A coalition of ranchers, the Crow Nation, outdoor enthusiasts and conservation groups are seeking public input on a proposed Montana land swap on the east side of the Crazy Mountains area in the Rocky Mountains.
Over a month’s time, they will be holding open houses and welcoming public comments on the Crazy Mountain Access Project portal at www.emwh.org.
“We urge your support for a well-thought-out proposal in an area that has been contentious for decades and believe this proposal represents a rare and unique opportunity to benefit public land users, wildlife, and private landowners,” said Crazy Mountain Stockgrowers in a press release.
The agreement would consolidate public lands and create new public access opportunities on the eastern side of the Crazy Mountains and in the Madison Range near Big Sky, MT.
Under the agreement, the U.S. Forest Service (USFS) would acquire 5,205 acres of private inholdings in the Custer Gallatin National Forest’s eastern border, resulting in approximately 30 square miles of contiguous public land between Big Timber Creek and Sweet Grass Creek.
In exchange, landowners would acquire 3,614 acres of National Forest “checkerboard” land on the exterior of the range that is already interspersed with private ranchlands, ranch roads and provide access to Sweet Grass Creek.
“The East Crazy Land Exchange Proposal is a win for private property rights as well as the rights of the citizens to access public lands. This proposal has been a collaborative effort that will solve a lot of the current, well-publicized issues in the Crazy Mountain,” said Sweet Grass County Commission in a press release.
With the land swap, the public will then have access to about 30 miles of continuous trail leading from Sweet Grass Creek to Big Timber Creek. A new 22-mile trail would run between the two creeks, resolving access disputes over trail number 136. The new trail would connect two other trails along the interior of the range to form a 40-mile loop trail.
The Yellowstone Group, a 15,200-acre private residential community in Big Sky, will pay for the construction of the 22-mile trail in the proposed area in return for their own land swap.
The Yellowstone Club would acquire approximately 500 acres of high-elevation expert ski terrain adjacent to existing Yellowstone Club ski lifts in the Madison Range. According to a press release, the parcels acquired by Yellowstone Club would be restricted by a “conservation easement to ski uses only including avalanche control, with no subdivision, residential or non-ski development permitted.”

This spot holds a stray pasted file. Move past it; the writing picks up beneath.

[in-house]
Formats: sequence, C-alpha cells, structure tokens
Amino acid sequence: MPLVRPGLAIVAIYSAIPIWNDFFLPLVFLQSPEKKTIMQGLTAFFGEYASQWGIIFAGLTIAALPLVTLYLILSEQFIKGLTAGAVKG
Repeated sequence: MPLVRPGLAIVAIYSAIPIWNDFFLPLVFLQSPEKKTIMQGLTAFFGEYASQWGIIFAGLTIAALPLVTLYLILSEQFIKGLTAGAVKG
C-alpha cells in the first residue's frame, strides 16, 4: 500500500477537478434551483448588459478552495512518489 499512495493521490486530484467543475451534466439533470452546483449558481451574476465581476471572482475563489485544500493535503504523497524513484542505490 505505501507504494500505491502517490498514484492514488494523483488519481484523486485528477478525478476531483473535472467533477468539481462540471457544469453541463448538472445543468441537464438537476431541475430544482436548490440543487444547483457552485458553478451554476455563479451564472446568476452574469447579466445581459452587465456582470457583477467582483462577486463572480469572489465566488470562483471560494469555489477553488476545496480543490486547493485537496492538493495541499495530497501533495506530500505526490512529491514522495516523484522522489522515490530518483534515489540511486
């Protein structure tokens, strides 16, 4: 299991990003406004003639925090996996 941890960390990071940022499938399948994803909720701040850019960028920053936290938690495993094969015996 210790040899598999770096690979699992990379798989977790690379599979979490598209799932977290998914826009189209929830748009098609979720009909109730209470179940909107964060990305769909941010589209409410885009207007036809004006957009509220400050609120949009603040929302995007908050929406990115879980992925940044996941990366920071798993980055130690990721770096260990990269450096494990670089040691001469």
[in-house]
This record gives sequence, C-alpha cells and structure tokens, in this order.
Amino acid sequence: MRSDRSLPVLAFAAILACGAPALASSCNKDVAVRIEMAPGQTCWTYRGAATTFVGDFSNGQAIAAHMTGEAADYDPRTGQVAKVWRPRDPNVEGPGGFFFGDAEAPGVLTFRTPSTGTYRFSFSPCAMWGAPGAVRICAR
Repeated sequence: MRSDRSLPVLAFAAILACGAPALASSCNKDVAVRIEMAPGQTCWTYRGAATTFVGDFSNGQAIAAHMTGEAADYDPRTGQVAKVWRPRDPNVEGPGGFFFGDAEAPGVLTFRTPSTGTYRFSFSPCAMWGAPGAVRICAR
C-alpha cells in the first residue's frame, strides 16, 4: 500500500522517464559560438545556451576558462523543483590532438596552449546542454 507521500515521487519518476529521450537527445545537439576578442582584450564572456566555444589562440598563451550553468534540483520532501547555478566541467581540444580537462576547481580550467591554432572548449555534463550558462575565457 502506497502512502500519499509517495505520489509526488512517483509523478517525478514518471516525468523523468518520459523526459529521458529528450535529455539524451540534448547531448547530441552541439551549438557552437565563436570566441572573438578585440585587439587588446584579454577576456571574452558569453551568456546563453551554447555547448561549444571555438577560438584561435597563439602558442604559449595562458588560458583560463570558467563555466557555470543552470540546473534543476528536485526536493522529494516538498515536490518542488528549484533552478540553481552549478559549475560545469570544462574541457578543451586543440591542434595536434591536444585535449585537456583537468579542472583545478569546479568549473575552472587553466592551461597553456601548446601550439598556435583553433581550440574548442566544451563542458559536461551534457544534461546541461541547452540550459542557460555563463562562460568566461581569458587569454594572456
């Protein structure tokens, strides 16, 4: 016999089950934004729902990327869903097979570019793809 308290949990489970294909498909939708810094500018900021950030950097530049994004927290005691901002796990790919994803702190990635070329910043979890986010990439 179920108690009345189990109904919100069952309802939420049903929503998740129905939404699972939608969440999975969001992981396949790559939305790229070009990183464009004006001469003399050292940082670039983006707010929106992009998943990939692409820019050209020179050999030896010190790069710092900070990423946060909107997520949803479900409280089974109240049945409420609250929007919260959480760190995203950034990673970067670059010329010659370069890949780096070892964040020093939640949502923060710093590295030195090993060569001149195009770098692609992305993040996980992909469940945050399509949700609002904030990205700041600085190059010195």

“The proposal is a remarkable example of local people working together towards a common goal, demonstrating that we can resolve very complex land management challenges,” said the Park County Environmental Council (PCEC). “PCEC applauds the efforts of the participating landowners to seek input and perspective from many different organizations and individuals throughout the process of preparing the draft proposal. Many people care deeply about the future of the Crazy Mountains, and by learning from diverse perspectives we will make better decisions that benefit the landscape and future generations of people.”
The proposal would also give the Crow Tribe access to Crazy Peak which the tribe regards as sacred.
“The Asaalooke Nation urges you to move forward with this proposal to benefit not only citizens of the local area, but to [Montana] and its visitors and users of our public lands,” said the Crow Tribe Executive Council in the press release.
Public access to the Crazy Mountains has been a clash between private landowners and the public for several years. While the USFS shows a trailhead and a trail leading up to Sweet Grass Creek, access has been limited by the Carroccia Ranch Limited Partnership, which operates the Sweet Grass Ranch.
After years of negotiations, USFS began to construct its own trails on the west side of the Crazy Mountain. A lawsuit was filed by the Western Environmental Law Center (WELC) in Helena in June 2019, which asserted the agency had failed to “properly manage and protect public access rights on two westside trails, as well as two additional trails on the east side of the Crazy Mountains.”
The trails are Lowline Porcupine Trail (No. 267); Elk Creek Trail (No. 195); Sweetgrass Trail (No. 122); and East Trunk Trail (No. 136, formerly No. 115).
The lawsuit contended that the four trails are available for public access per the visitor map and that the trails were “discussed, analyzed, and vetted with the public during [the] preparation of the 1986 Gallatin National Forest Land and Resource Management Plan and, more recently, during [the] preparation of the 2006 Gallatin Travel Management Plan.”
It also stated that local landowners have obstructed access and the use of the four trails. In the complaint filed, WELC states the public is met with “no trespassing” signs, “locked gates and barbed wire” and trail signs are “often covered up, torn down, damaged and/or removed.”
In August 2019, an agreement was reached between landowners and Helena-Lewis and Clark National Forest which would provide nonmotorized access to Big Elk Creek in exchange for reciprocal access to the landowner’s forest inholdings.
The Crazy Mountain Access Project will hold open houses at the following locations:
• Big Timber: July 23, American Legion, 6-8 p.m.;
• Bozeman: July 30, Masonic Lodge, 6-8 p.m.; and
• Big Sky: Aug. 6, Wilson Hotel, 6-8 p.m.
In addition to the open houses, the public can provide feedback via the groups’ comment portal through Aug. 7. According to the group, an updated proposal will be submitted to the Custer-Gallatin National Forest and Montana’s congressional delegation for review later this summer. — Charles Wallace, WLJ editor